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May 17, 2018
As NYC encourages more elementary teachers to specialize in math, new research shows the strategy could hurt student learning
This year, 139 city elementary schools are adopting the departmental approach, almost twice as many as a year ago.
December 12, 2011
Study of city charter schools attempts to isolate what works
What happens inside New York City charter schools is more important than their ideological affiliations in determining academic success, according to a new paper. The paper, which did not undergo peer review, is based on a detailed analysis of 35 city charter schools by two Harvard University researchers, Roland Fryer and Will Dobbie. Fryer is a MacArthur "genius" award winner who has conducted experiments and studies in New York City in the past, often in order to test his theories about the impact of incentives. For the newest paper, "Getting Beneath the Veil of Effective Schools: Evidence from New York City," the researchers conducted in-depth case studies at self-selecting charter schools that received $5,000 for supplying required information. By interviewing principals, teachers, and students; analyzing test scores and lesson plans; and videotaping classroom activity, Fryer and Dobbie built a database of "the inner workings of schools" and compared them. They wanted to find which traits of city charter schools appeared most closely linked with academic success. They also asked whether schools with a particular philosophy, such as the "whole child" approach of providing wraparound services or the "no excuses" approach typified by KIPP charter schools, did better than others. The researchers conclude that teacher credentials, class size, and per-pupil spending did not account for test score differences across the schools, but that five other features did. Those traits — frequent teacher feedback, high rates of data usage, "high-dose" tutoring, more class time, and a culture of high expectations — are features of many charter schools. Without them, schools that adhere to particular philosophies don't outperform other charter schools, according to the analysis.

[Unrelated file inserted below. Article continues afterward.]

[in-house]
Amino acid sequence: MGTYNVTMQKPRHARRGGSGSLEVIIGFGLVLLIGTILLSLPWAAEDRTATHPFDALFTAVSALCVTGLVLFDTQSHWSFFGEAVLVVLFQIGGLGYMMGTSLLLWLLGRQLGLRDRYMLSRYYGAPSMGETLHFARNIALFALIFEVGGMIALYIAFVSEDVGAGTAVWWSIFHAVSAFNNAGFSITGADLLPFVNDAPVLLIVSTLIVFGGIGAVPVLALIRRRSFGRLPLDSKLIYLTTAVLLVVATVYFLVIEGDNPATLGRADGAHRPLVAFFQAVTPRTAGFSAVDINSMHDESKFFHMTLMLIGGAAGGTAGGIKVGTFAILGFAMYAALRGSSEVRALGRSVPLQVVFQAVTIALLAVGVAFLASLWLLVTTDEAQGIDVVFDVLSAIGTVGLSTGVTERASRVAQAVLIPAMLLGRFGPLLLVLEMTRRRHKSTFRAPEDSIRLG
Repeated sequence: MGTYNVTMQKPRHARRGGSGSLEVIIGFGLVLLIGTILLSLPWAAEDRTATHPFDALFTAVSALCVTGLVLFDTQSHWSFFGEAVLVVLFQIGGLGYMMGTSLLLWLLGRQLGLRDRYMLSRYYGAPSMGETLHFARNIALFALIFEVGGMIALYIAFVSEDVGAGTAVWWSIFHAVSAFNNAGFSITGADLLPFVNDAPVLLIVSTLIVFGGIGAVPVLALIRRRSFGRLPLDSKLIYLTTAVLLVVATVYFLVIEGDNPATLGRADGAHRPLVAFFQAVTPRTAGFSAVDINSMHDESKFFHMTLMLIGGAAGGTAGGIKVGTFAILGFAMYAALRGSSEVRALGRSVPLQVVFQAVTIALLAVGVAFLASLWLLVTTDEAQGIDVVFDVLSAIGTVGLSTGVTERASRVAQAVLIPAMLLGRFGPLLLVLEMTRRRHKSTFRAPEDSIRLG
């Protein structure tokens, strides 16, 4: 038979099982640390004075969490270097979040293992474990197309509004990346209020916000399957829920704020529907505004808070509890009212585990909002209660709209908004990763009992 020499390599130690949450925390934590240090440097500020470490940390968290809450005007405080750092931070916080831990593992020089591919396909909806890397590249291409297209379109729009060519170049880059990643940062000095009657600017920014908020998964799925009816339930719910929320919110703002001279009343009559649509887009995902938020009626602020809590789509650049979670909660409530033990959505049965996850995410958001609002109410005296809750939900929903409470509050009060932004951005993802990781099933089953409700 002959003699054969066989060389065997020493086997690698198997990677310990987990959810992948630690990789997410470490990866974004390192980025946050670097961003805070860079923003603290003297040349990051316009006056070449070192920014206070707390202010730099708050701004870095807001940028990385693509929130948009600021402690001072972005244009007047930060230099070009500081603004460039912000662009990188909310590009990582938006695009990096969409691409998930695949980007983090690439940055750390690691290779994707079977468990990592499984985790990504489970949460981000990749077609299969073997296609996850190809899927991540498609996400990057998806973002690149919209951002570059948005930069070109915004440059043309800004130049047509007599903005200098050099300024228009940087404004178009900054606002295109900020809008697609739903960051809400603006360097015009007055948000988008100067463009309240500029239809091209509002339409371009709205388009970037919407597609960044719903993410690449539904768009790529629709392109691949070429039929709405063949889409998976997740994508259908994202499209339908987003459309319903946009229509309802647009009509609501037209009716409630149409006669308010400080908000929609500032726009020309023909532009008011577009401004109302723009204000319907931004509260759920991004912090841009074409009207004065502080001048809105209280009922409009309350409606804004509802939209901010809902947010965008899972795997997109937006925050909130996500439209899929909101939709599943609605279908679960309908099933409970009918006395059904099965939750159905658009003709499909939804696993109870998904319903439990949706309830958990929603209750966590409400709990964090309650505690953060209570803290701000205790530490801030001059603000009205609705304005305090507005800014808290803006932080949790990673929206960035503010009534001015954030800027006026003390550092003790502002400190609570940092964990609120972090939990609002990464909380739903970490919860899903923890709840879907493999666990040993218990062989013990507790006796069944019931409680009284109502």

September 27, 2011
Fryer: Incentives should spur action, rather than reward scores
A chart in Fryer's report shows the effect of incentive programs from city to city. (Click to enlarge) Despite several spectacular setbacks, Harvard economist Roland Fryer isn't ready to throw in the towel on incentives to boost student performance. In recent years, New York City abandoned two different inventives programs that Fryer designed — one for students and another for teachers — after it became clear that the promise of more cash for higher test scores wasn't paying off. But Fryer, who last week was awarded a "genius grant" by the MacArthur foundation, has experimented with incentives in other cities and gotten different results. In a report released today, he and a colleague from Harvard University's EdLabs offer instructions for designing incentives programs and argue that, contrary to what economic theory would predict, programs that reward "inputs" such as reading or completing homework are more effective than those that reward "outcomes" such as test scores, as New York's program did. In Houston, students who were paid $4 for each math skill they learned mastered more skills — and they did even better when the prize grew to $6 a skill. In Dallas, students who were paid to read books read more books. More study is needed to figure out exactly why the Texas students responded to incentives and students in New York City did not, the researchers write. But they hypothesize that New York City students might not understand that comprehending content is key to raising scores.
July 18, 2011
Pension changes could be enduring effect of merit pay pilot
The full impact of the city's short-lived experiment in teacher performance pay could still be felt. The Department of Education confirmed today that it has ended a three-year-old school-wide bonus program that was called "transcendant" when it was introduced. The decision, spurred by a RAND Corporation report that was commissioned by the Department of Education's private fundraising wing, follows a previous study that found no performance boost for participating schools. We reported in March that the city had quietly suspended the bonus program. (Read the complete RAND report.) The city will save money this year by not disbursing the bonuses, which it says cost $56 million over the life of the initiative. (The previous report, which the city did not commission, put the costs even higher, at $75 million.) But the long-term effect could come from a pension sweetener introduced to get the teachers union on board with the controversial program. Then-UFT President Randi Weingarten hinged her support for the bonus program on a change in the law that would allow teachers to retire early, starting at 55 instead of 62, without taking a hit to their pensions.